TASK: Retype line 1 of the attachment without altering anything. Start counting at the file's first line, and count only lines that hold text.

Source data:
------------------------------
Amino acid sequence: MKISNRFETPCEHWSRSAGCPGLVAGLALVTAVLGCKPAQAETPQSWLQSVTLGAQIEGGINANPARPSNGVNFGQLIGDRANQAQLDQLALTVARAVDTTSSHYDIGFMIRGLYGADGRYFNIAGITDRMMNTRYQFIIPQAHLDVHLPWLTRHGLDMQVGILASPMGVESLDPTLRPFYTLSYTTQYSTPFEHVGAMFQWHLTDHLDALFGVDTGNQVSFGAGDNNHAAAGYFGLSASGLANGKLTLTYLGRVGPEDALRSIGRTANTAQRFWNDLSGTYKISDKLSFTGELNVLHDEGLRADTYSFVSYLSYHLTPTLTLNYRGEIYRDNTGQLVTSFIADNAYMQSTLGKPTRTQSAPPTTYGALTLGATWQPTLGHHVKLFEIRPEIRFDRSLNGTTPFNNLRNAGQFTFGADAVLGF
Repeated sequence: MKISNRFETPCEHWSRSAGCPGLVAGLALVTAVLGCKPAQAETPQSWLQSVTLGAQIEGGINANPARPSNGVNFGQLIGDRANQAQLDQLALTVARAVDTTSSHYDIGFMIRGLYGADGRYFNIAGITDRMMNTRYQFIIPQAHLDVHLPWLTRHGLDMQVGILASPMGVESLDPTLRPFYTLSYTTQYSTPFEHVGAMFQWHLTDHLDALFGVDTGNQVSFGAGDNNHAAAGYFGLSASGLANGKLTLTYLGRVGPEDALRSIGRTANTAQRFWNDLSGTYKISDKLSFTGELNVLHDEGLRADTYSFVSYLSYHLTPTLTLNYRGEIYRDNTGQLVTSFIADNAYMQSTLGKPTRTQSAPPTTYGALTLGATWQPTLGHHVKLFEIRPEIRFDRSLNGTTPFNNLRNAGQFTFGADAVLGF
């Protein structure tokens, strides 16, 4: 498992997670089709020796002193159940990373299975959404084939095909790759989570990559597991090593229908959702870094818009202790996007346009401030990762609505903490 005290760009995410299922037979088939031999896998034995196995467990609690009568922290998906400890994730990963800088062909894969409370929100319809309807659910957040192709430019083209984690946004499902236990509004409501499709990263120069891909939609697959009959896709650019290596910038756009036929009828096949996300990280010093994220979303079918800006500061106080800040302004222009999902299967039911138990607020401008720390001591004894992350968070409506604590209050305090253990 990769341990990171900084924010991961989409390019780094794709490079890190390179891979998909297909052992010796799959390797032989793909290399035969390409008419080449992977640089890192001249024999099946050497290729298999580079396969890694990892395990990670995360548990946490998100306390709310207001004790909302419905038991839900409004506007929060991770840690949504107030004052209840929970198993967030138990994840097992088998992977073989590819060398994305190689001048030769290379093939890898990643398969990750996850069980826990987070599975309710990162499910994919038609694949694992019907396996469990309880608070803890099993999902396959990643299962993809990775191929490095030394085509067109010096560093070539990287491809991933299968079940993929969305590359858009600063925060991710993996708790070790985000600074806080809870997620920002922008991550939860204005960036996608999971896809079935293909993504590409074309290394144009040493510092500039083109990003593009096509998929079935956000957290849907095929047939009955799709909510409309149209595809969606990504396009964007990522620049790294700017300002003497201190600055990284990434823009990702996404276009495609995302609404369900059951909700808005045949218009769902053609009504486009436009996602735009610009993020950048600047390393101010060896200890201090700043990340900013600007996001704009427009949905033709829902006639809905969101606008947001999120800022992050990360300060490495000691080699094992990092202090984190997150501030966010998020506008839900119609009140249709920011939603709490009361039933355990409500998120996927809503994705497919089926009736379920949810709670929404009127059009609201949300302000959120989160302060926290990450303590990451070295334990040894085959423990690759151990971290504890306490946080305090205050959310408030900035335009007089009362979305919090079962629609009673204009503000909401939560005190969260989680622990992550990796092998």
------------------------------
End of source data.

Amino acid sequence: MKISNRFETPCEHWSRSAGCPGLVAGLALVTAVLGCKPAQAETPQSWLQSVTLGAQIEGGINANPARPSNGVNFGQLIGDRANQAQLDQLALTVARAVDTTSSHYDIGFMIRGLYGADGRYFNIAGITDRMMNTRYQFIIPQAHLDVHLPWLTRHGLDMQVGILASPMGVESLDPTLRPFYTLSYTTQYSTPFEHVGAMFQWHLTDHLDALFGVDTGNQVSFGAGDNNHAAAGYFGLSASGLANGKLTLTYLGRVGPEDALRSIGRTANTAQRFWNDLSGTYKISDKLSFTGELNVLHDEGLRADTYSFVSYLSYHLTPTLTLNYRGEIYRDNTGQLVTSFIADNAYMQSTLGKPTRTQSAPPTTYGALTLGATWQPTLGHHVKLFEIRPEIRFDRSLNGTTPFNNLRNAGQFTFGADAVLGF